A guy comes to puppet maker with a stuffed deer head and asks, Can you make this thing talk?
Turns out, yeah, sure. No problem.
"We get the weirdest requests to build just anything," says Brendan Boyd, artistic director of Odd-Lot Puppet Co., an Edmonton company that creates puppets, masks and elaborate disguises for film, television and stage productions, and for private collections.
From a mammoth moving shark carved from clay to wild-eyed characters made from stuffed plush, the company takes commissions from all over North America.
"Recently, a local production company brought us a mounted, taxidermied deer head, and said, 'We need this to talk,' " Boyd said.
"So we gutted it and made it talk. It wasn't as graphic as it sounds."
'You start with an idea, a sketch'
Over the last year, business has been so good the work has become a full-time job for Boyd and three other puppet makers on staff.
"It's been really popular lately," he said. "Puppetry has had a bit of resurgence in popular media. So that's helped."
Boyd became fascinated with puppeteering at an early age and began pursuing it professionally in his early 20s.
"When I was about five years old, I saw a puppet show and came home and told my parents, 'When I grow up, I'm going to be a puppet man,' " Boyd said.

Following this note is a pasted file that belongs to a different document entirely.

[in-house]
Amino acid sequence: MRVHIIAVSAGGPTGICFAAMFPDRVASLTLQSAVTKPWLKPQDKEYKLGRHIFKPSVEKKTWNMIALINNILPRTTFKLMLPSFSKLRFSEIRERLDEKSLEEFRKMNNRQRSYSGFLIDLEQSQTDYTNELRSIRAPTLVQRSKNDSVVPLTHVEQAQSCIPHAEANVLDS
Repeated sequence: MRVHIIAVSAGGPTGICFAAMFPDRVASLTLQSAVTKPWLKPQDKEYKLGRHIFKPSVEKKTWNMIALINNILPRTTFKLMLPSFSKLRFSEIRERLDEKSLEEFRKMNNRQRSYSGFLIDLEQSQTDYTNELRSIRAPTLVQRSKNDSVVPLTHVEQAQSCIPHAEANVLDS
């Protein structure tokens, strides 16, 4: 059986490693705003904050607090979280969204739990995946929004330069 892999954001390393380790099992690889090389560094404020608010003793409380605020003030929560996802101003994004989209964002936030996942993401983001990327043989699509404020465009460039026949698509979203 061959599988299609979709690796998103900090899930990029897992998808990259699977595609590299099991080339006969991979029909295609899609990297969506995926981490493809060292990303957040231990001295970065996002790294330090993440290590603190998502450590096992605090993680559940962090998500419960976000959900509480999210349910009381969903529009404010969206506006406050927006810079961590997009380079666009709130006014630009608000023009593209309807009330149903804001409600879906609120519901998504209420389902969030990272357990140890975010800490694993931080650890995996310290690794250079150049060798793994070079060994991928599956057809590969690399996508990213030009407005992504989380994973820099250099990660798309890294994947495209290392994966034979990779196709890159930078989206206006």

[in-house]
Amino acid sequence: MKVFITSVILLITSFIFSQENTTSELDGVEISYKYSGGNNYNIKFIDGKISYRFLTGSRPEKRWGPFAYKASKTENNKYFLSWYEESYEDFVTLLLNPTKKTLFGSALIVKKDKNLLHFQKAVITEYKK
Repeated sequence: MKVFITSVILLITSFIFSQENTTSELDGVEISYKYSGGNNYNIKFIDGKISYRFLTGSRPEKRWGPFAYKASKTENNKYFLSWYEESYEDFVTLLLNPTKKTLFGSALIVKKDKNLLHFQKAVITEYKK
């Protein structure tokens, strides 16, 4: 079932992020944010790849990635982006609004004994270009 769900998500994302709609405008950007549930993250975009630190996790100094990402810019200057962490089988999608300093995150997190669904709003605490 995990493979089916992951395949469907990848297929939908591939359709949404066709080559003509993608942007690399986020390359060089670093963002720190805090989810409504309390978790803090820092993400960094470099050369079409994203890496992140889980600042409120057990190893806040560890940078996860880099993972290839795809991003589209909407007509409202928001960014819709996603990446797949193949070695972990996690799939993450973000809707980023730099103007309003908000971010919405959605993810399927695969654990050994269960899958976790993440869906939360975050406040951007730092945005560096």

"Honestly, I didn't think it was really what I was going to end up doing. But we started performing as a collective in college, and we kept performing, and soon enough people started saying, 'Hey could you build a puppet show for us?' "
Before Boyd's creations come to life with strings, pulleys or sleight of hand, each is carefully planned.
"You start with an idea, a sketch," Boyd said in an interview with CBC Radio's Edmonton AM.
"And then we narrow it down, circle the one we like, move on and refine, refine, refine until we have a nice drawing. Take that drawing and translate it into the 3-D world."
'He's sort of my alter ego in the puppet world'
Their latest creation is a 40-foot long dragon with a wingspan of more than 20 feet.
The red-and-gold dragon is in the final stages of construction in a downtown warehouse. It will make its debut in a production of Sleeping Beauty in Leduc later this month.
"A lot of the same techniques that you would use in movie special effects went into making it, so the head was sculpted and cast in silicone," Boyd said.
Another one Boyd's creations is Alex, a sad-faced puppet with the face of a cracked and aging hospital, which is being used as an unlikely mascot in a new fundraising campaign for the Royal Alexandra Hospital.
But of all the puppets Boyd has created, Nino remains his favourite. The green, gravel-voiced monster was one of his first projects. Nino started out as a puppet for kids.
"Very quickly, I found I could say whatever I wanted with him on my arm," Boyd said. "And he's sort of become our adult entertainment host. He hosts an adult improv show called Rear Entry. If you can tell by the title, it's not PG but it's a lot of fun.
"He's sort of my alter ego in the puppet world. He's actually the brains behind the operation."